Tutorial: How to install Check_MK
The need to know the status of your IT infrastructure has always been a necessity. The large number of monitoring solutions available today in the market proves this necessity.
The Check_MK monitoring system is delivered in a bundle called OMD (Open Monitoring Distribution) and it is available for download as an installation kit for the most common Linux distributions. Those who would like to test the latest changes can choose the version from Git. The download is available from the following links:
You will notice you have several options to choose from:
CRE - the Raw Edition (completely open source) CEE - the Enterprise Edition CME - the Managed Service Edition (for managed service providers) Appliance - the virtual Appliance
You will also find links to the demo version.
Today we are presenting the installation process of Check_MK CEE version and the first steps required to utilise the monitoring solution. The installation will be made on a CentOS 6.6 system. To be able to install Check_MK, first it is necessary to enable the EPEL repository, and this can be done by running:
# yum install epel-release –y
The epel respository enables access to required third-party packages. Once epel has been enabled we continue to install Check_MK by placing the download package somewhere on your server.
# yum install /tmp/check-mk-enterprise-1.5.0p1-el6-38.x86_64.rpm
At the end of the installation we are ready to run the first site. Check_MK provides an
omd command which allows the management of sites and clusters. In future articles we will go into details about all the components of the monitoring solution. Check_MK can also be used to quickly create and run/stop new sites. In this case we will create and run a new site that we`ll name “firstsite”.
# omd create firstsite
After the site is created, we are announced that it can now be run by using the command “omd start firstsite”. We are also presented with the link to access the web interface, and the username and password needed for administration. In order to manage the site from a command line we would need to run su – firstsite. We can run the site by using the command:
# omd start firstsite
Now if the firewall permits connections on port 80, we are ready to connect to our monitoring platform by using one of the following addresses: http://name.site/firstsite or http://IP_server/firstsite. Next we will be faced with a login page where we will use the username cmkadmin and the password that was written on the screen at the end of the installation step.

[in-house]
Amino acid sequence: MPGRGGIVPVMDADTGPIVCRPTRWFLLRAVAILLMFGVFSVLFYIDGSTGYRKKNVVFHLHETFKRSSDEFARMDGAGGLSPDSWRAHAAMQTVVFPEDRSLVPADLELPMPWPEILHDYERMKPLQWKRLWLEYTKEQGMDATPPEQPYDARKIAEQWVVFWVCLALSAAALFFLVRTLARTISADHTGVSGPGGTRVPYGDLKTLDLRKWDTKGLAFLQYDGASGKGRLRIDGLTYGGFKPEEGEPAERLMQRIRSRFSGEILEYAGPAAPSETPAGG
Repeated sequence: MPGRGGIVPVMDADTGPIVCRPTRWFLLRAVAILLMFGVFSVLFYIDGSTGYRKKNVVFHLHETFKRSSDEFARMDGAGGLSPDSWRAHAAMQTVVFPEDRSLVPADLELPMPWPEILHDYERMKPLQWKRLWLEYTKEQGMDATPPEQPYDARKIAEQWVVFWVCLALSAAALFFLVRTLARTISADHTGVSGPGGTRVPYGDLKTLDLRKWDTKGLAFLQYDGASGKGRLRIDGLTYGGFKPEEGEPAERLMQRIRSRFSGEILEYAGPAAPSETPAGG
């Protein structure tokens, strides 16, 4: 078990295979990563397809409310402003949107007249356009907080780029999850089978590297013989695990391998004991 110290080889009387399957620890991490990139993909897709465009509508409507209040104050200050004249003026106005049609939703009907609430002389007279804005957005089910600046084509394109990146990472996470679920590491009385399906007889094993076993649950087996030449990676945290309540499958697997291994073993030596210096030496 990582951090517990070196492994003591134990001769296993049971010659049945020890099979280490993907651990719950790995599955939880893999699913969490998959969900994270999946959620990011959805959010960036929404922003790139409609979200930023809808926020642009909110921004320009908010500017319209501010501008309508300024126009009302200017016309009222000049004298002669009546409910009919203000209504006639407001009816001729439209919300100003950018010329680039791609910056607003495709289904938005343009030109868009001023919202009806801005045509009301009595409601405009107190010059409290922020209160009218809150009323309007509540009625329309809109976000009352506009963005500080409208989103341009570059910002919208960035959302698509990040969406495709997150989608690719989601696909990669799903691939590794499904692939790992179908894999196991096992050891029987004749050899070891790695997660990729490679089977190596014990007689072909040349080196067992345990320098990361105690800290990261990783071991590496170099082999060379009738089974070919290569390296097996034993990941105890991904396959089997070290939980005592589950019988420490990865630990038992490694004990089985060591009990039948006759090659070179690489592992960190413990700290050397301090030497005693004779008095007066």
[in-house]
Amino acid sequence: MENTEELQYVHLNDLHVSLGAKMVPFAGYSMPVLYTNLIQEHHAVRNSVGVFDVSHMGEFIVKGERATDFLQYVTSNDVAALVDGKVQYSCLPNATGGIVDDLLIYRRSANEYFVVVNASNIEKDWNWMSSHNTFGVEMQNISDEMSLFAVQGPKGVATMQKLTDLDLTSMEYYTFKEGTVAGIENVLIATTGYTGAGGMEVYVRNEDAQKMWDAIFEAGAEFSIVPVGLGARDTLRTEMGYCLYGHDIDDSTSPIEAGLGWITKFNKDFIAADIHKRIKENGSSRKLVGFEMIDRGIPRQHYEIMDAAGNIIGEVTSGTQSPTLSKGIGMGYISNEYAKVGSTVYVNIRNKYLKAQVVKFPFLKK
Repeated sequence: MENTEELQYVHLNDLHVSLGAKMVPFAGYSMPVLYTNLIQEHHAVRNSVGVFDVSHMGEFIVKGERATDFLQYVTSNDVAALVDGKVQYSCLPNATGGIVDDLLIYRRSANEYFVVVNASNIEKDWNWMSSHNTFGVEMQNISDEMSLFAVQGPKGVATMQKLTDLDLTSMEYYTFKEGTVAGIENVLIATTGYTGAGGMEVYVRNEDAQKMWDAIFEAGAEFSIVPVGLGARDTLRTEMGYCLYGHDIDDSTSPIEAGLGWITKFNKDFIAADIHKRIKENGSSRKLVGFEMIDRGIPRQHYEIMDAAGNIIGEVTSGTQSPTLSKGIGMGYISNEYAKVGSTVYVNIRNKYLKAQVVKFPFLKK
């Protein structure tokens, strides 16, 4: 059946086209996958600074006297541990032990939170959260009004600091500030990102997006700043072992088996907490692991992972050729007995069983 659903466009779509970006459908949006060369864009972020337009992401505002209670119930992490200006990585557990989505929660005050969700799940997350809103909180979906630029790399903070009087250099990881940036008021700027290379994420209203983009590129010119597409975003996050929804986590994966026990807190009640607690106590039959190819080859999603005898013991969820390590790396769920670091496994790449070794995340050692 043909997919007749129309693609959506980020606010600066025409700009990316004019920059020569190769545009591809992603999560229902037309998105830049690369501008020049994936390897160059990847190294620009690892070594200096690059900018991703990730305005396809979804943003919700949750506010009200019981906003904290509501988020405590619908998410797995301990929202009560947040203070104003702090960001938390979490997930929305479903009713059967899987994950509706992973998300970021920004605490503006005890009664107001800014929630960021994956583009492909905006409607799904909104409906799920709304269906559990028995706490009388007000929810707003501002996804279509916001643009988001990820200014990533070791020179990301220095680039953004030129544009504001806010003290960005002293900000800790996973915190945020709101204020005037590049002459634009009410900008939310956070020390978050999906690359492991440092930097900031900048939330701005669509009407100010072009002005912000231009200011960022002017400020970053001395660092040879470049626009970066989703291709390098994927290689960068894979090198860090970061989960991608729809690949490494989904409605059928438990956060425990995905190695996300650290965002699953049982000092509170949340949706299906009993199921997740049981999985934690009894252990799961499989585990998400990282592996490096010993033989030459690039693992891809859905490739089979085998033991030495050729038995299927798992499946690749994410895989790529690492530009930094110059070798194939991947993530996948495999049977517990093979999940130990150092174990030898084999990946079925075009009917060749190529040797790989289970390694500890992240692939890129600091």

After logging in we will go to the WATO tab – the web administration tool for Check_MK – and in the Users section, we`ll use the New User button to create the first user.
As can be seen in the image above, we can set the username, password, email address (where future notifications will be sent to), roles, the association with any contact groups and change personal settings that are related to language, start page etc. Roles & Permissions and Contact groups allocation can be defined/modified by accessing the corresponding menus on the left-hand side.
While using WATO you will notice that after each save there will be an orange button that indicates the number of changes that are still inactive. By clicking this button, we will get access to the activation menu, as shown in the image bellow.
Now that we have another user with administrative rights we can change the password of cmkadmin user from the same WATO menu.
It is recommended to change the cmkadmin password immediately after the first login.
The next step is to add the element that you would like to monitor and in order to do this we will have to install the unique Check_MK agent on the host that we want to monitor. In our case, we will download the agent for CentOS because we want to monitor the server which is running the Check_MK server. This agent can be accessed at the following link: http://IP_server/firstsite/check_mk/agents/ or from the Monitoring Agents section in WATO. From any of those locations you can download agents for multiple platforms and a rich collection of plug-ins. In our case we will execute the installation by running: